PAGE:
I am a recovering addict. Will I ever recover, financially?

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I am 37 years old and spent most of my 20s and 30s dealing with mental illness. Long story short, I was severely depressed and struggled with addictions that made it difficult to hold a job or maintain my physical health. Through a mix of incredible luck and support from AA, I was able to get sober two years ago and am now in a paid job (I do administrative work at a doctor’s office), with health insurance and all.

While I’m relieved to be in a place of relative stability, I know I’ll be working on overcoming my past for the rest of my life. One of the biggest ways it affects me is that my finances are absolute shit. My credit score is terrible (in the 400s, last I dared to check it), I have student loans despite never finishing college (about $18,000, I think), and I’m about $9,000 in debt to the credit card. I don’t even really know where to start, especially since maintaining a functional life is relatively new to me. I can recover from my depression and addictions day after day, but will I ever recover financially? I feel like I will pay for this for the rest of my life and never really recover.

I understand why your finances seem like an insurmountable obstacle right now. But as far as I’m concerned, you Already done the hardest part. Facing and managing mental illness and addiction to build a stable life with a good job and a strong community? This is the most soul-scraping job there is. I am not minimizing your financial difficulties, because I know they are stressful in a different way, but you have already put together the tools you need to deal with them, namely a support system, a decent income, a desire to be responsible and a daily ethics.

I also want to emphasize that you are not alone. Most people, regardless of their demons, can relate to feeling behind on their finances. Everyone tells you to start saving in your 20s, but few Americans actually do. They are too busy, not sure how to do it, juggling debts and other priorities, the point is, they have their reasons, just like you have yours. Most everyone I know feels like they are a late start pulling themselves out of financial precariousness. So, as much as you can, let go of the idea that there’s a standard to be met, because there really isn’t. Everyone deserves the comfort that financial security can bring, but there are endless ways to get there.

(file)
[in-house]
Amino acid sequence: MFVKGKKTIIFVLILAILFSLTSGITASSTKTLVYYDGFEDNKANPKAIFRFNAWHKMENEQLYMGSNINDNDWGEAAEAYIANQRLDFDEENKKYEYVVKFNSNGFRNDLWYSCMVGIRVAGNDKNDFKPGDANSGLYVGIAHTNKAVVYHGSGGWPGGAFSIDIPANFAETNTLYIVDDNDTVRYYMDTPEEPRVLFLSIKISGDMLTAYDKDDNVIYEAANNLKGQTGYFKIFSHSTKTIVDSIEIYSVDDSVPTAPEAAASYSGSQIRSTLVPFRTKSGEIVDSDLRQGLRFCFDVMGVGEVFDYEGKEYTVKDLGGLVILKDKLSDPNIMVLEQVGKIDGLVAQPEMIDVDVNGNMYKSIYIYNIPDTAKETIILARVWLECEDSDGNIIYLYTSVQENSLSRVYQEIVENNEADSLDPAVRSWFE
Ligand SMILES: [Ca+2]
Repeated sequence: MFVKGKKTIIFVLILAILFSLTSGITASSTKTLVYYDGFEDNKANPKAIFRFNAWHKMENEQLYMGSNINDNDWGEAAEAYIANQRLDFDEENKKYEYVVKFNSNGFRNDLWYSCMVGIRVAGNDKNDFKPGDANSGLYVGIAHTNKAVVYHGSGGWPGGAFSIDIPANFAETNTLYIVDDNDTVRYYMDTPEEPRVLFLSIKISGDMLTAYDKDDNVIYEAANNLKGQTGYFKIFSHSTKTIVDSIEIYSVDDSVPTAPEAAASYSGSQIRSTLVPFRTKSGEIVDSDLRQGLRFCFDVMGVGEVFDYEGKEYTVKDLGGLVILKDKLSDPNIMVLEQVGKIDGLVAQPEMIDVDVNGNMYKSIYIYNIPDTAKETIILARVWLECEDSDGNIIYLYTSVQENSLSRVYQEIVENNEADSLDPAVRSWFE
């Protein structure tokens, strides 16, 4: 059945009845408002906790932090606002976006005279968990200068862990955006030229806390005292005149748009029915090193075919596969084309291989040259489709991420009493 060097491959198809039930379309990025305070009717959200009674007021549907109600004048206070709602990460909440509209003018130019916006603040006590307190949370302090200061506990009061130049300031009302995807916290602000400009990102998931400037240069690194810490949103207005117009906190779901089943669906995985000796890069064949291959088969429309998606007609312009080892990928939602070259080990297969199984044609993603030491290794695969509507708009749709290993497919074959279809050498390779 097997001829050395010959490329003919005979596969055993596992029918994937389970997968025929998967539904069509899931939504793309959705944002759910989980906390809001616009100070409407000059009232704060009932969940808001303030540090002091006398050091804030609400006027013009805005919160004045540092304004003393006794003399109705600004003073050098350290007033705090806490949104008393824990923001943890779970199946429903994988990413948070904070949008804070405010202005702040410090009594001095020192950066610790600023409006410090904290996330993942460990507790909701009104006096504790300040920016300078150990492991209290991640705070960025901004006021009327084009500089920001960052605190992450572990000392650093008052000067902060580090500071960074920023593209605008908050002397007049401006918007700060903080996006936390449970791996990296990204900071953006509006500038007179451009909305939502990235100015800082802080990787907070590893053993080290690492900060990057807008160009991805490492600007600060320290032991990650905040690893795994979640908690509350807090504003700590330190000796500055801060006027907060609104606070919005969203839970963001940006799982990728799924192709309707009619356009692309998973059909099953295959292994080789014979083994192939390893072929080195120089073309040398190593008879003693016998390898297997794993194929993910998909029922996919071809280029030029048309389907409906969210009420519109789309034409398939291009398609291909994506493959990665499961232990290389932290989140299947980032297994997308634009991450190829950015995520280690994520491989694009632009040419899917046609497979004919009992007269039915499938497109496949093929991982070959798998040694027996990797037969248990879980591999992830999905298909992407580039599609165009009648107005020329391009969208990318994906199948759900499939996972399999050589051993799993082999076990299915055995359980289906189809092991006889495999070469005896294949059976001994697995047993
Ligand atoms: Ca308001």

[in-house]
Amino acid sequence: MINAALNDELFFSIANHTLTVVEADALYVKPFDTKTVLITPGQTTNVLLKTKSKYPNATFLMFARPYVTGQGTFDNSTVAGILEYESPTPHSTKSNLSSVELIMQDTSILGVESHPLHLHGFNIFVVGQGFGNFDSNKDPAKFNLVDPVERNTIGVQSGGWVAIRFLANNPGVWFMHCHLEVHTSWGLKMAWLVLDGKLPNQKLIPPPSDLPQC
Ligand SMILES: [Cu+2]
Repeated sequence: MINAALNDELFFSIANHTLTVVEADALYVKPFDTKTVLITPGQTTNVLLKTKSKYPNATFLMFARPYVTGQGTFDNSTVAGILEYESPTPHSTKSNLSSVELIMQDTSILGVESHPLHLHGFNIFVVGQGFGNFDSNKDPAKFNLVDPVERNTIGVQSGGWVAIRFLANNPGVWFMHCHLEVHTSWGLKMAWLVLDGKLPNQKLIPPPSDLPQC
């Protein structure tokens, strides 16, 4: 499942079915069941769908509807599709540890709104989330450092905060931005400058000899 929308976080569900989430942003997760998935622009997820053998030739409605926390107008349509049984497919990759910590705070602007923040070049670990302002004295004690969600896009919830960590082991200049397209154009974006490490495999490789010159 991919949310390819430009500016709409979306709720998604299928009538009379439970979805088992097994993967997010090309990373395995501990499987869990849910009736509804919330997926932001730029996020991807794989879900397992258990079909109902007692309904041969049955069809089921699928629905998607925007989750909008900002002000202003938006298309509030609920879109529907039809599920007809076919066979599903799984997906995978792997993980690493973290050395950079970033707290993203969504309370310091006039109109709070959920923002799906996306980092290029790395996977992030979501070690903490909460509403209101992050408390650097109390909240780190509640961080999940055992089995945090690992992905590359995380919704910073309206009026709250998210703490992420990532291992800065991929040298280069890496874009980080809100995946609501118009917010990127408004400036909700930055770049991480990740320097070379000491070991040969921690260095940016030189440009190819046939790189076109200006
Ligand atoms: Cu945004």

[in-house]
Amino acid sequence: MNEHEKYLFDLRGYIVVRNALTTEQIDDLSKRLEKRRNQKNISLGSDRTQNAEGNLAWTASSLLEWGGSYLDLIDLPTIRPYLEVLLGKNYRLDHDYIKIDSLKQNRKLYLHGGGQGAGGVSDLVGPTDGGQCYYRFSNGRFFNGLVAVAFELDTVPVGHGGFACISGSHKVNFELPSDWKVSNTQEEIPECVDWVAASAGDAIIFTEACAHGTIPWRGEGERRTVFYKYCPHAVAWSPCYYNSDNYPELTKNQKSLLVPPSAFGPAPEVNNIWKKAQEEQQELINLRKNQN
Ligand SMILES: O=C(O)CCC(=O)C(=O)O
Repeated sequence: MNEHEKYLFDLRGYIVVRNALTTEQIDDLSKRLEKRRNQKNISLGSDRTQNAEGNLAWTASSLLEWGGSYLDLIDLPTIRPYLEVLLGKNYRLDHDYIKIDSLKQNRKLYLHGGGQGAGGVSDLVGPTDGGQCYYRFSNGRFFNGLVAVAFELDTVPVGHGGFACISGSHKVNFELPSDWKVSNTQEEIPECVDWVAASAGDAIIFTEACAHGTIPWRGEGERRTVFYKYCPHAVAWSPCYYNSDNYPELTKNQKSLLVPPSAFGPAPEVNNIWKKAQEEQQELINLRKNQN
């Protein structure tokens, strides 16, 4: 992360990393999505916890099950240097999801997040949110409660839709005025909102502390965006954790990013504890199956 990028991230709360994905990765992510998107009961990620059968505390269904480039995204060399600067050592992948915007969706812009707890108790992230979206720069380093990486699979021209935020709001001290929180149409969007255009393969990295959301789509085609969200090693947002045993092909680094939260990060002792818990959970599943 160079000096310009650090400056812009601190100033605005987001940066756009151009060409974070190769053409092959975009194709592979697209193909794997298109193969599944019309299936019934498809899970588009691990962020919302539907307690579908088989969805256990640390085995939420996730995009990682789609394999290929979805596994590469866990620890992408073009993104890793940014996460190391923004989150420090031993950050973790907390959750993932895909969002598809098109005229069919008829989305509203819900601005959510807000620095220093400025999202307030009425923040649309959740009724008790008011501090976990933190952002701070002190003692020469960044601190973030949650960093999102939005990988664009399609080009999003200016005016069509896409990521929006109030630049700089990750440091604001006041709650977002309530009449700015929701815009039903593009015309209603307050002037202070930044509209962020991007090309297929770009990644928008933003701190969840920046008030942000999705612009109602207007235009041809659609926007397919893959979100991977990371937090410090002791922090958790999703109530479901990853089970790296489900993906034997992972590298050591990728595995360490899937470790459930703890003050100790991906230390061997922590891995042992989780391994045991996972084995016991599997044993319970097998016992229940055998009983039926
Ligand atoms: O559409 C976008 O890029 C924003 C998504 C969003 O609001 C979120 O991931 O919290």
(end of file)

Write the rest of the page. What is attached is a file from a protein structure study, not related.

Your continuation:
Your first step is to take stock of all your numbers and write them down. This includes what you earn, what you owe, the interest rates on your debts, your credit score (sorry!), what your minimum monthly payments are, and how much you typically spend in a month. Try to approach these figures with a neutral stance. They’ll bring up some fuzzy self-judgment, but do your best to adopt the cold detachment of a detective or scientist who’s just assembling facts and information. Better yet, enlist a friend to sit with you as you go through the bills and calm down if he starts to plummet.

Once you have a clear picture of your finances, you have a couple of options. The first is to consider debt counseling. The National Foundation for Credit Counseling is a non-profit organization that can connect you with a certified credit counselor, ideally one who has previously worked with clients in recovery from mental health and/or substance abuse disorders. It’s quite common for our credit counselors to assist people dealing with debt issues related to a mental health crisis, says Bruce McClary, vice president of communications at the NFCC. When he was a credit counselor himself, he says he worked with countless people in your shoes.

The credit counseling process goes like this: You call the NFCC, they put you in touch with a counselor, and in almost every case you have an initial session, free of charge to go over your finances and talk about a plan. Your counselor can advise you on issues such as finding out if you qualify for student loan forgiveness, how to improve your credit score, and how much money you can afford to invest towards your debt each month. If you don’t like the counselor vibe, call the NFCC back and ask them to set you up with someone else. You are in charge here.